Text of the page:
**This post is mainly for family, or those of you who love our Grantster. It’s an explanation of some of the vision problems he has, as well as a description of what we’re going to do about them.
We’ve known Grant’s eyesight was poor since his kindergarten screening, right before he turned 5. It’s been almost 3 years since he got his first pair of glasses. Unfortunately, until today, I haven’t really felt satisfied with any eye doctor we’ve seen. And until today, we’ve never really had a full explanation for Grant’s poor eyesight. I am feeling incredibly blessed with the doctor we now have, and excited that there is a plan to help Grant see 20/20!
Grant’s first issue is that he has pretty severe astigmatism in both eyes. A person’s eye is naturally spherical in shape. Under normal circumstances, when light enters the eye, it refracts evenly, creating a clear view of the object. But in the eye of a person with astigmatism, it is shaped more like a football or the back of a spoon. So for Grant, when light enters his eye it is refracted more in one direction than the other, allowing only part of the object to be in focus at one time. Objects at any distance can appear blurry and wavy. We’ve known about this issue since Grant was 5 and he’s always worn glasses to correct this problem.
The new issue, that we found out about today, is that Grant struggles using both eyes as a team. He does not have adequate convergence. His right eye is so poor that when he focuses on something, the left eye zooms in, while the right eye goes just a bit off to the side. Basically, the brain has been trained not to use the right eye much, if at all, when Grant is looking at something closely. The ability to use both eyes simultaneously is one of the most critical visual skills. Most likely this issue goes back to when Grant was a baby. There was just no way for us to know that then. This issue can cause problems with coordination and depth perception and, usually, causes children to struggle with reading. Amazingly, Grant is a great reader! (I am really looking forward to what he will be able to do when this problem is solved!) Here is some information about how convergence usually affects reading skills:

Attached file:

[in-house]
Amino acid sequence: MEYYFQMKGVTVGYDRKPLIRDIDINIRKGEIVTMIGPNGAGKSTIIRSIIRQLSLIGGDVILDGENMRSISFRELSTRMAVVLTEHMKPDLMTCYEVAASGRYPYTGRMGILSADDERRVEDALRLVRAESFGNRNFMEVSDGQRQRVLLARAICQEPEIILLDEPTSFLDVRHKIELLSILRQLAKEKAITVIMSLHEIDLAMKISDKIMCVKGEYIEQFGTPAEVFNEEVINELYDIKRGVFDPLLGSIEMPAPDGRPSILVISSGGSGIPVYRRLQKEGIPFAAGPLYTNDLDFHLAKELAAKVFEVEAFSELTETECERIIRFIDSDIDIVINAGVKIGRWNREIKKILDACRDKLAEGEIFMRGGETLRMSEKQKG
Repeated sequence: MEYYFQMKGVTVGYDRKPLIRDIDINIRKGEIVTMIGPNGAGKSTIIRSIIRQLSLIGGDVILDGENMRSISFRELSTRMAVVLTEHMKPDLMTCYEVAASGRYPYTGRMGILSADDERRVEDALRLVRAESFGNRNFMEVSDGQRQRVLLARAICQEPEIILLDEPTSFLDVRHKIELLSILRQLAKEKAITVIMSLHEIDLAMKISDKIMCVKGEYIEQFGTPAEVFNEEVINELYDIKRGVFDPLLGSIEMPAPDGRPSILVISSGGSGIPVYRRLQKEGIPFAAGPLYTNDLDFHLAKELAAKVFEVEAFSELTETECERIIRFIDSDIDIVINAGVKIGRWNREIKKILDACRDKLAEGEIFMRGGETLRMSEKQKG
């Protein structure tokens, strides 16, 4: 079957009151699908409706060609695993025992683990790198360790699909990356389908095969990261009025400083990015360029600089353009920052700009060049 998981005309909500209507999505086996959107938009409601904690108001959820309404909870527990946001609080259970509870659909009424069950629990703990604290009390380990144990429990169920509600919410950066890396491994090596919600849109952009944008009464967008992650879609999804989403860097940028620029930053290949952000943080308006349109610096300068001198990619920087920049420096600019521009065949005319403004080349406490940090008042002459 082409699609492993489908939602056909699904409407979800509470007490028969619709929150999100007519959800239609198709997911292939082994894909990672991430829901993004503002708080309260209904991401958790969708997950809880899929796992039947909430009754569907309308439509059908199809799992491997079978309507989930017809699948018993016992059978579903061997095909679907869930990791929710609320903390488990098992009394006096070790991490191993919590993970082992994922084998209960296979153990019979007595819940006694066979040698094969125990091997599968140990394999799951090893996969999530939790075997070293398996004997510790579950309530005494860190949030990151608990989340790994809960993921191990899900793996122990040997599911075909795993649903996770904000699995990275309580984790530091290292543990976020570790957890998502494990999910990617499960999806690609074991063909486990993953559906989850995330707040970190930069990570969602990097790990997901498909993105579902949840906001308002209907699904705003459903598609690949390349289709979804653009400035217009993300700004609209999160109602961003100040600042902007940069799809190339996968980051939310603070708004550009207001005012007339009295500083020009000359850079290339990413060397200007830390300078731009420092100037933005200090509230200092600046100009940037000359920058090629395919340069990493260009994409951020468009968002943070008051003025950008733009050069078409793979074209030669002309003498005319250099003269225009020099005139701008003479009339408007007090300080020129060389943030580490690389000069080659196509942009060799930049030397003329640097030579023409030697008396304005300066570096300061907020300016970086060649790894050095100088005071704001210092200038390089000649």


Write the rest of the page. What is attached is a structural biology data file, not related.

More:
- During the act of reading, the demand is for the two eyes to turn inward so that they are aimed at the reading task. If the eyes have a tendency to deviate outward, the child must use excess effort and energy to maintain fixation on the reading task. Most studies have shown that the greater the amount of effort involved in reading, the lower will be the comprehension and the lower will be the performance. When reading, the eyes do not move smoothly over a line of print. Rather, they make a series of fixations looking from word to word. When an exophoria exists, each time fixation is broken and moved to the next word, the eyes will tend to deviate outwards and they must be brought back in to regain fixation. Human nature being what it is, the child generally has an avoidance reaction to the reading task. This is compounded by the fact that anything the child doesn’t do well, he would rather not do. This is the child who looks out the window rather than paying visual attention. He is commonly given labels. He is often accused of having a short attention span and not trying. He is told that he would do better if he tried harder, but he has tried harder to no avail. He is often labeled as having dyslexia. Commonly, he loses his place while reading and/or uses his finger or a marker to maintain his place. While making the eye movements during the act of reading, he might not land on the next word, but rather land a few words further on. Consequently, he commonly omits small words or confuses small words. Often, he just adds a word or two to make the sentence make sense. Don’t expect a child to tell you that his vision isn’t clear. He has no yardstick of comparison to inform him that his vision differs from the vision of anyone else.
Although Grant reads well, I do see signs of his convergence issue when he reads. He has to mark words/lines with his finger or a bookmark, and often looses his place or skips words. He will also add words to make sentences complete. Grant has also struggled with writing letters and numbers backwards. We think this could be a symptom of his vision problems as well.
So the course of action we’ve chosen is to put him in a new pair of glasses, with a bi-focal for the right eye. We will also do eye exercises to improve Grant’s convergence. In 3 months he will be evaluated again to see if more needs to be done. Because Grant is already almost 8, there is a chance his brain is so trained to “turn off” his right eye that we won’t be able to get him seeing 20/20. But the doctor did say there is a good chance this can be reversed with the right glasses and exercises. I was pleased to hear the doctor say that his goal is to have Grant seeing 20/20 (with glasses) in the next year.
I can’t wait to see how Grant’s life is going to improve! Imagine living 8 years with terrible vision and then suddenly being able to see the world in all it’s glory! It is going to be wonderful for him. I’m so thankful that the issue has been identified and that we are with this particular doctor. God is so good!